3. Those much-faster-and-easier-than-expected runs are the BEST! 

4. You really killed this run, congratulations!! I can't wait to read then next one :D

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That is a mean first mile!! But I suppose better at the beginning than at mile 6? 

Congratulations on an awesome race! 

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Great job, Sara! The best part (aside from all the fun you're having with your family at these events) is the fact that you can run at this very high level and stay uninjured!!!

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On 9/13/2018 at 7:50 AM, Dave said:

That check is awesome-looking.

It never gets old!

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On 9/13/2018 at 8:22 AM, ocrunnergirl said:

I read your 2 posts out of order. LOL. I kept wondering what "Run For The Child 10k" was that you were referring to.

Maybe the other lady going out slower up the hill helped you conserve some energy? Your GAP splits are amazingly consistent until the big push at the end.

Congrats!

That's funny!  I should have put dates of the races on them (this one was Labor Day, 9/3, and the Plaza 10K was 9/9).

Going out slower always helps any of us finish faster, for sure.  I was expecting I'd have to run faster than that to lead, so it mainly surprised me.  It ended up being a good thing for many reasons!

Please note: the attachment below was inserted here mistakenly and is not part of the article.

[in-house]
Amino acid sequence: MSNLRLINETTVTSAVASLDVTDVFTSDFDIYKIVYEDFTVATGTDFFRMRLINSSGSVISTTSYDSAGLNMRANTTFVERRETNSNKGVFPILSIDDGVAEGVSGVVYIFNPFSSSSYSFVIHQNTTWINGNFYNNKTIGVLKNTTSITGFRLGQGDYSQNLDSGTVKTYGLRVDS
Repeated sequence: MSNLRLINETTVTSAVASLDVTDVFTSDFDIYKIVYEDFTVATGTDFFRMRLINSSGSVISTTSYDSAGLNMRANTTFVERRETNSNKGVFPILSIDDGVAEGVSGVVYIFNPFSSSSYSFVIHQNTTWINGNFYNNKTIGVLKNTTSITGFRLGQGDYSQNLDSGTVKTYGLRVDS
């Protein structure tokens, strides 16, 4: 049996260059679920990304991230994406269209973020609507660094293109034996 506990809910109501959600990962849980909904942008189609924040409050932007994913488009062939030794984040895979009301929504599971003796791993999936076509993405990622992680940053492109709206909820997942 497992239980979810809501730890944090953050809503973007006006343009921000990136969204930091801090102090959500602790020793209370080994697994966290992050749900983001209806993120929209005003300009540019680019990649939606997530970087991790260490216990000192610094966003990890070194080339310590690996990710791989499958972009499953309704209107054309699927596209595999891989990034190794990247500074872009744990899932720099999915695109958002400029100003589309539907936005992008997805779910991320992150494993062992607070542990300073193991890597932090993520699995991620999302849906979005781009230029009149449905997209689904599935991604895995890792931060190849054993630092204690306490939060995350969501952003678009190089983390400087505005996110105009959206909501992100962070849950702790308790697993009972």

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On 9/13/2018 at 9:48 AM, NCAthlete said:

Sweet Moses! I've been waiting on your RRs since I saw how great you did on Strava! Ok, so...

1. I don't think you ever have to do a "short" when I know everyone wants to read the "long"!

2. "Can you see why mile 1 is slow?" Slow, HAHA!!

3. Those much-faster-and-easier-than-expected runs are the BEST! 

4. You really killed this run, congratulations!! I can't wait to read then next one :D

1.  All this time I thought everyone ONLY read the short, and the long was just for me, haha!

2.  Maybe I should have said "should be run slower than every other mile on this course."  :-)

3.  YES!

4.  You're sweet!  My next one won't be 6 days later this time, but I'm running a half on Sep. 29.

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On 9/13/2018 at 11:31 AM, Carissa Liebowitz said:

That is a mean first mile!! But I suppose better at the beginning than at mile 6? 

Congratulations on an awesome race! 

Definitely better than at mile 6!  Really if you have to have a hill like that it's not awful to have it at the beginning (unless you go out too fast, which many people do).

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On 9/13/2018 at 2:24 PM, CompulsiveRunner said:

Great job, Sara! The best part (aside from all the fun you're having with your family at these events) is the fact that you can run at this very high level and stay uninjured!!!

Absolutely!  Running injury-free at any level is a blessing.